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In 1944, Britain led the world in electronic computing, but by 1974 its computing industry was all but extinct. Women had been a hidden engine of growth in high technology, but as computing became male-identified in the 1960s and 1970s, the government systematically neglected its largest trained technical workforce, leading to catastrophe. In Programmed Inequality,j Chicago-based author Marie Hicks explains why, even today, having technical skill is not enough to ensure women will rise to the top in science and technology fields. Hicks shows how the disappearance of women from computing had grave macroeconomic consequences for Britain and why the United States risks repeating those errors in the twenty-first century.
For the paperback release party in honor of Programmed Inequality, author Marie Hicks will be joined by feminist filmmakers and writers Julie Keck and Jessica King for a lively conversation.
Marie Hicks is a historian of technology who focuses on the hidden histories of computing that change what we think we know about high technology fields today. Hicks's award-winning book, Programmed Inequality, looks at how discrimination tanked the British computing industry and continues to hurt high tech economies. Hicks uses their research to try to add a historical corrective to current stereotypes about gender and technical skill. Currently they are working on a book that looks at the deep pre-history of trans algorithmic bias, and explores how users resisted within early digital systems.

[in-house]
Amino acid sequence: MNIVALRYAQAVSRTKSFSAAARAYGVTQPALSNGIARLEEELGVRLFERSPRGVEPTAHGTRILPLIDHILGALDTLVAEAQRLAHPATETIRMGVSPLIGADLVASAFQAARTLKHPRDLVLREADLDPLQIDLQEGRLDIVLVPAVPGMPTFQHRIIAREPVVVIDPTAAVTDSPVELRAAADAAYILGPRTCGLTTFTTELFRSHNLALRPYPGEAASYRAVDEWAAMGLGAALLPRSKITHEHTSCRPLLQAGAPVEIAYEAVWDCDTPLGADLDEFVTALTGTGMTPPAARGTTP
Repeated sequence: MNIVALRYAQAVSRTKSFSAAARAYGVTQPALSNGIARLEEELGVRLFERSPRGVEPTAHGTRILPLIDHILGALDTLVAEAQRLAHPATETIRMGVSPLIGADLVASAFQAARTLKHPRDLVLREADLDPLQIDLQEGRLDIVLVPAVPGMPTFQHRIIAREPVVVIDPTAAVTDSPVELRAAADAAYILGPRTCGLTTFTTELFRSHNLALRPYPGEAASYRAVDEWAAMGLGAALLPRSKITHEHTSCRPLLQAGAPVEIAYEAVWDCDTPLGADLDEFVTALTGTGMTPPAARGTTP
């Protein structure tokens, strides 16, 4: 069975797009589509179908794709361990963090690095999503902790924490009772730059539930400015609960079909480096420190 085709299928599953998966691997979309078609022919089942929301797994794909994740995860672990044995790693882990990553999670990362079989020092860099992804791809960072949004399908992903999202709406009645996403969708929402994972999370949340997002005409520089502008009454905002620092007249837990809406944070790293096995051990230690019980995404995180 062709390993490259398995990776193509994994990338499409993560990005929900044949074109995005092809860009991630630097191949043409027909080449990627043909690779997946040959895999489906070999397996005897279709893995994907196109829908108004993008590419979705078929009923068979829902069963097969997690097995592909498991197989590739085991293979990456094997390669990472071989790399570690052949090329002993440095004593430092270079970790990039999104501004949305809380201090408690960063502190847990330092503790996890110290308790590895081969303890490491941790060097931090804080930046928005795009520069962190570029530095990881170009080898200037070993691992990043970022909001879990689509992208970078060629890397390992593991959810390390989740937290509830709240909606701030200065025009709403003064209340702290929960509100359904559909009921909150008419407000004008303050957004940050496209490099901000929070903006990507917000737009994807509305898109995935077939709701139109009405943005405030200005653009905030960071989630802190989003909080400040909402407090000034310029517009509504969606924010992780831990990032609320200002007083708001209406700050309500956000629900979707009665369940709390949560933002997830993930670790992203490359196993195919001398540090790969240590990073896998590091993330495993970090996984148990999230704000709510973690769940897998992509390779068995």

Julie Keck and Jessica King (aka King is a Fink) are Chicago-based filmmakers and writers whose work includes: F*ck Yes, a modern sex ed series focused on improving communication (and sex) between consenting adults; Full Out, a queer dance series; and The Furies, a series of dance films exploring female rage. When not making films, Jessica teaches screenwriting and film studies in DePaul University’s College of Computing and Digital Media while Julie is the Education Director at Seed&Spark, where she speaks on topics related to film-making, social media, and crowdfunding at film festivals and universities around the world.